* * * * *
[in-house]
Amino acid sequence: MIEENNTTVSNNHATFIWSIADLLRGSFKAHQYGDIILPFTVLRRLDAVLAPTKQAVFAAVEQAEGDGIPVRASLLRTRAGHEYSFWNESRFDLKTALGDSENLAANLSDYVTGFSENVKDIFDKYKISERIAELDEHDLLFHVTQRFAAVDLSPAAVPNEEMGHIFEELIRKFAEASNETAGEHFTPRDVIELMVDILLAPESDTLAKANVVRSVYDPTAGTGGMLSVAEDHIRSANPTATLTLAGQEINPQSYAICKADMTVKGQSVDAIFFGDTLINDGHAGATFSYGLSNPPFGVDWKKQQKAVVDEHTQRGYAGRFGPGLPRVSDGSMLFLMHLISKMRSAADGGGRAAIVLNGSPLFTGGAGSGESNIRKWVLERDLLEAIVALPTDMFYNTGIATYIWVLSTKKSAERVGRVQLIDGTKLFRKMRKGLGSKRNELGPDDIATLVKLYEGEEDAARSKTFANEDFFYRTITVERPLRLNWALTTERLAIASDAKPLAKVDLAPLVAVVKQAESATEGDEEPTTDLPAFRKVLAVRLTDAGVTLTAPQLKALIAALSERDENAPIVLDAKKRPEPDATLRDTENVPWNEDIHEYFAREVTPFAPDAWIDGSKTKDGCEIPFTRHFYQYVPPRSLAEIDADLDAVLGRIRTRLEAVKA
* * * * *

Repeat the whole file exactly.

[in-house]
Amino acid sequence: MIEENNTTVSNNHATFIWSIADLLRGSFKAHQYGDIILPFTVLRRLDAVLAPTKQAVFAAVEQAEGDGIPVRASLLRTRAGHEYSFWNESRFDLKTALGDSENLAANLSDYVTGFSENVKDIFDKYKISERIAELDEHDLLFHVTQRFAAVDLSPAAVPNEEMGHIFEELIRKFAEASNETAGEHFTPRDVIELMVDILLAPESDTLAKANVVRSVYDPTAGTGGMLSVAEDHIRSANPTATLTLAGQEINPQSYAICKADMTVKGQSVDAIFFGDTLINDGHAGATFSYGLSNPPFGVDWKKQQKAVVDEHTQRGYAGRFGPGLPRVSDGSMLFLMHLISKMRSAADGGGRAAIVLNGSPLFTGGAGSGESNIRKWVLERDLLEAIVALPTDMFYNTGIATYIWVLSTKKSAERVGRVQLIDGTKLFRKMRKGLGSKRNELGPDDIATLVKLYEGEEDAARSKTFANEDFFYRTITVERPLRLNWALTTERLAIASDAKPLAKVDLAPLVAVVKQAESATEGDEEPTTDLPAFRKVLAVRLTDAGVTLTAPQLKALIAALSERDENAPIVLDAKKRPEPDATLRDTENVPWNEDIHEYFAREVTPFAPDAWIDGSKTKDGCEIPFTRHFYQYVPPRSLAEIDADLDAVLGRIRTRLEAVKA